Donald Cargill, the Sweet Singers and the Darngavil Conference

In late April, 1681, the Sweet Singers held a conference with the newly-returned Donald Cargill about the future ideological direction of the Society people. The outcome would cause the first schism in the militant presbyterian movement.

The location of the Darngavil Conference

The Sweet Singers had already gained considerable notoriety through the execution of two of their members, William Gogar and Robert Sangster. Following that, in April, 1681, they were driven out of Bo’ness. After a brief spell preparing for the Apocalypse in the Pentland Hills, they moved west to Eaglesham Moor. Encountering hostility from other Presbyterians, the Sweet Singers turned back and made their way to the bleak muir between Lanarkshire and Linlithgowshire. (Howie, Biographia Scoticana, 627.)

Donald Cargill also arrived in the same area:

‘In the mean Time of their lying in this sad Pickle in Desert-places, the Man of God, blest Cargill, came down from England; a happy Tryst to many godly zealous Souls, who had a Gale of Zeal upon their Spirits, and feared no Danger upon the right Hand, if they held off the Left. Immediately he was called to preach in Darmade-Muirs, by some who retained their former Zeal and Faithfulness.’ (Walker, BP, II, 17.)

Cargill’s preaching at Darmead in Cambusnethan parish, Lanarkshire, on 24 April was significant event for the Society people, as it was Cargill’s first field preaching in nearly six months. In mid November, 1680, he had fled to the relative safety of England  after many of close followers had been captured at the Mutton Hole and in Edinburgh. He had good reasons to flee. His network had been infiltrated by government agents and his capture must have seemed imminent – Cargill had already experienced two very close shaves at South Queensferry (June) and Linlithgow Bridge (October). However, for others, his flight was a desertion of his duty to maintain their Covenanted testimony in the fields. The Sweet Singers certainly took that view of his actions.

The preaching site at Darmead was close to where the Sweet Singers lay in the Deer Slunk: ‘That Sabbath Morning [24 April], John Gibb, David Jamie, Walter Ker, John Young, and Twenty six Women, were lying in the Dear-slunk, in Midst of a great flow Moss betwixt Clydsdale and Lothian, about a Mile distant.’ (Walker, BP, II, 17-18.)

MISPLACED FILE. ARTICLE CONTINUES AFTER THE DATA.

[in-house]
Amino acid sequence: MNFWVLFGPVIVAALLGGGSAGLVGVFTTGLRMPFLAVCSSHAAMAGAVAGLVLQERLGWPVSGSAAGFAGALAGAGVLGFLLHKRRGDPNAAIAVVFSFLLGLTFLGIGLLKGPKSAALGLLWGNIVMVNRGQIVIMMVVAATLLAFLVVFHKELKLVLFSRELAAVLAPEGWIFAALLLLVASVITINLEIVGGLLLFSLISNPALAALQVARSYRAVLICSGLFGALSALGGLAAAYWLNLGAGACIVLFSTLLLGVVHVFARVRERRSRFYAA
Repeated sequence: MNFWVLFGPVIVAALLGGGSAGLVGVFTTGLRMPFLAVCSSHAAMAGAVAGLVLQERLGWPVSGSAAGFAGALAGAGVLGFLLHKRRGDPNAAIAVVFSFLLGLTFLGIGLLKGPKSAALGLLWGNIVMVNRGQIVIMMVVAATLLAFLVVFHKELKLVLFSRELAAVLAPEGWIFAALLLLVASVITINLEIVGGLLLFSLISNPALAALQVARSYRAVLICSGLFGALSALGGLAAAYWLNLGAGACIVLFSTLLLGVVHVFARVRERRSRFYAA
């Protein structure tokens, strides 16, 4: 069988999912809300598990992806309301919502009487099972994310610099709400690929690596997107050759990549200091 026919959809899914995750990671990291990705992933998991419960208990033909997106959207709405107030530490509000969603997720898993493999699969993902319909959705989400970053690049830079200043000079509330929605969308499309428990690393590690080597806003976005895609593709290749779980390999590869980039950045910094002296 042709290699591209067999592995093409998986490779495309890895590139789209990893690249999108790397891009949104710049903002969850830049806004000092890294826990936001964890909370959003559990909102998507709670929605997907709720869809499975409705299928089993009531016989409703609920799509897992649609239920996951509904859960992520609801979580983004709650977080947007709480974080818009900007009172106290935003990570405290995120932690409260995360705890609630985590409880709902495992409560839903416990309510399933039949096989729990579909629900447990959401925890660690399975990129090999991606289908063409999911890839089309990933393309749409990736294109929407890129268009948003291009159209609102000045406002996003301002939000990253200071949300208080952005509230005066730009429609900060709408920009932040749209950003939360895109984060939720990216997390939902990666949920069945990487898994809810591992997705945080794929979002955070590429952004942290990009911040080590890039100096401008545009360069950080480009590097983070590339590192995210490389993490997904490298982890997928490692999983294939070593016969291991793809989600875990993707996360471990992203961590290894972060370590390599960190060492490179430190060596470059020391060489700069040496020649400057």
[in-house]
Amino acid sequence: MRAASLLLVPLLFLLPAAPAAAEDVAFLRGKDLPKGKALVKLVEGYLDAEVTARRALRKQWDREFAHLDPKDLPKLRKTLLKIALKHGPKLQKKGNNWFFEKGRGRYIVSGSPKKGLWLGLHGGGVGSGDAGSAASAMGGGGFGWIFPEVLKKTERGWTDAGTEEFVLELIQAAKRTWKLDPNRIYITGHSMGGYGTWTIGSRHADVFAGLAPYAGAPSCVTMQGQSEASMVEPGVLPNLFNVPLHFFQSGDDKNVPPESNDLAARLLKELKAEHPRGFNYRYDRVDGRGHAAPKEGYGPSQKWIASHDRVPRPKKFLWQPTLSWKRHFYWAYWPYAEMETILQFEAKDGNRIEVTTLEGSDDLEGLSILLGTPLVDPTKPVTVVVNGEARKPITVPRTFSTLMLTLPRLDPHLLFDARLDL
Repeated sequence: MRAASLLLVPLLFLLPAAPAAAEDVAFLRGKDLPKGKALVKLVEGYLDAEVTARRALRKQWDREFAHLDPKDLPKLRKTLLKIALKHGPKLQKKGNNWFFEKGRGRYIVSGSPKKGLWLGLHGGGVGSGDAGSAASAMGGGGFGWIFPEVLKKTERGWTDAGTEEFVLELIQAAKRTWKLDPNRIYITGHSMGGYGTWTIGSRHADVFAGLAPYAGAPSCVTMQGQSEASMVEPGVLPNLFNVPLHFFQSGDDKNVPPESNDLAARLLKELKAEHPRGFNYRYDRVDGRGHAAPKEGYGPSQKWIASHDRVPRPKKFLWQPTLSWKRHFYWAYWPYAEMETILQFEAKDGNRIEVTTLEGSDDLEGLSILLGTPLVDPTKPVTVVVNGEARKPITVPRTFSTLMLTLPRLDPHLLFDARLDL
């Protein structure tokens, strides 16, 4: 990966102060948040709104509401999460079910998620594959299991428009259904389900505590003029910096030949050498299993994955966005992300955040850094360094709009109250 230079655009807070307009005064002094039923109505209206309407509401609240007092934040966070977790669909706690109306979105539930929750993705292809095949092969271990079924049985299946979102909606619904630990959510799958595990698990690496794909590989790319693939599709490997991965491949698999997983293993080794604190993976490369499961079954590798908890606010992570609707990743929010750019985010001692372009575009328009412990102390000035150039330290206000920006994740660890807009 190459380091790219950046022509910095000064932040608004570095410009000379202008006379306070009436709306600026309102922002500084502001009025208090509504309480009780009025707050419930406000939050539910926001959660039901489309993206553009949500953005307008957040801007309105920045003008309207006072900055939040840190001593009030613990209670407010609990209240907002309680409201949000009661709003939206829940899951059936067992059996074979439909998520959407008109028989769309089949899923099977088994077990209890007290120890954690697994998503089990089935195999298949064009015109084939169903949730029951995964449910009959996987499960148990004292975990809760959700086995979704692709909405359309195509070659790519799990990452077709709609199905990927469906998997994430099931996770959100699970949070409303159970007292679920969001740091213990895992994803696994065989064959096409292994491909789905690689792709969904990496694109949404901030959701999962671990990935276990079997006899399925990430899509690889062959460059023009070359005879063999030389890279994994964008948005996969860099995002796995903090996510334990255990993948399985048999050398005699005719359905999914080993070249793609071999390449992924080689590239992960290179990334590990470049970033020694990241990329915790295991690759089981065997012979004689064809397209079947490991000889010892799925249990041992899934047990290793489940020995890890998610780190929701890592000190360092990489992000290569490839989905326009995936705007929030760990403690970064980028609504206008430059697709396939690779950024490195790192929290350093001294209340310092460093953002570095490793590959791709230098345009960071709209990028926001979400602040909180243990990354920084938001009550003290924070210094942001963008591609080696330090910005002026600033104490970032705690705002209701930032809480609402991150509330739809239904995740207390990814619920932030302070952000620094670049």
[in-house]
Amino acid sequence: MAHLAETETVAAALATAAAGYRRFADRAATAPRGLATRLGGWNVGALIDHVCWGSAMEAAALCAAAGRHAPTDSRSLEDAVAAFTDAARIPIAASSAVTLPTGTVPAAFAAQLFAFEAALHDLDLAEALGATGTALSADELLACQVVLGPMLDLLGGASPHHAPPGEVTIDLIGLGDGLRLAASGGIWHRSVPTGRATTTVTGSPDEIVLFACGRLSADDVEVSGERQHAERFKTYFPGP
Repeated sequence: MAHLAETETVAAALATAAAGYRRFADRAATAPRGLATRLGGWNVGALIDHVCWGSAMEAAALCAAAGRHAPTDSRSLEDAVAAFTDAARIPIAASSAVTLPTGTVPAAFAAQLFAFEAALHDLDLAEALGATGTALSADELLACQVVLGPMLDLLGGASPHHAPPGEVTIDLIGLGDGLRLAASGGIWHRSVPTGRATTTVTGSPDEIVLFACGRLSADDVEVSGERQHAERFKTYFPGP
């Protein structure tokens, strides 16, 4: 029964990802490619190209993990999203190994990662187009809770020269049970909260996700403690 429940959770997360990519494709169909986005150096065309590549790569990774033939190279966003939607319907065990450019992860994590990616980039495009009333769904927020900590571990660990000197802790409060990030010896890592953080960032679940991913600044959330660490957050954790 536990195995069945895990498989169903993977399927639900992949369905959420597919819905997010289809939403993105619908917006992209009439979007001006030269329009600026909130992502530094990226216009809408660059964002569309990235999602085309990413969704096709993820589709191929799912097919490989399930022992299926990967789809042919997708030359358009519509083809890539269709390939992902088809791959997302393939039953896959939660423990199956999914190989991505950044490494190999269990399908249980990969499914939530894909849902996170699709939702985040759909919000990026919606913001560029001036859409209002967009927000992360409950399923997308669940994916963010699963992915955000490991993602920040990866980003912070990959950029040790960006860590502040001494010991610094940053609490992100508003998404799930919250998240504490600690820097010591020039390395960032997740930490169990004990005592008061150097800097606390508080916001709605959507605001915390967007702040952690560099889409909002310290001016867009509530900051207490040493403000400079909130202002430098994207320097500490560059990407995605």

The preaching site at Darmead lies about five kilometres directly south of Starryshaw.

Map of Darmead

A meeting was soon arranged:

‘Mr. Cargill sent two Men, whose Names I could mention, to desire them to come and hear Sermon, and that he might converse with them, severals of them being his Acquaintance. John Gibb answered, He had left the Land, and deserted the Testimony; they did not want him, nor no other Minister; it was never better with them than since they parted with all of them. (Walker, BP, II, 18.)

The two men sent by Cargill may have been the Marshall brothers in Starryshaw, as both of them were Society people known to both Walker and Cargill. Walker’s account also confirms that some of the Sweet Singers were Society people known to Cargill.

According to Walker, the Sweet Singers refused to come to the preaching because of Cargill’s failure to publicly acknowledge his desertion of field preaching. However, Walker also mentions a second reason, that the Sweet Singers ‘did not want’ Cargill, ‘nor no other minister’. The latter suggestion is contradicted by Walker’s claim a few lines later that the Sweet Singers asked Cargill to preach to them alone.

The Darmead Monument © Copyright Jon Morrice and reproduced by kind permission.

The Uneasy Conference at Darngavel
There is also some confusion in Walker’s narrative over the timing of the conference, as it appears to have happened either on the night of Cargill’s Sabbath preaching or the next day.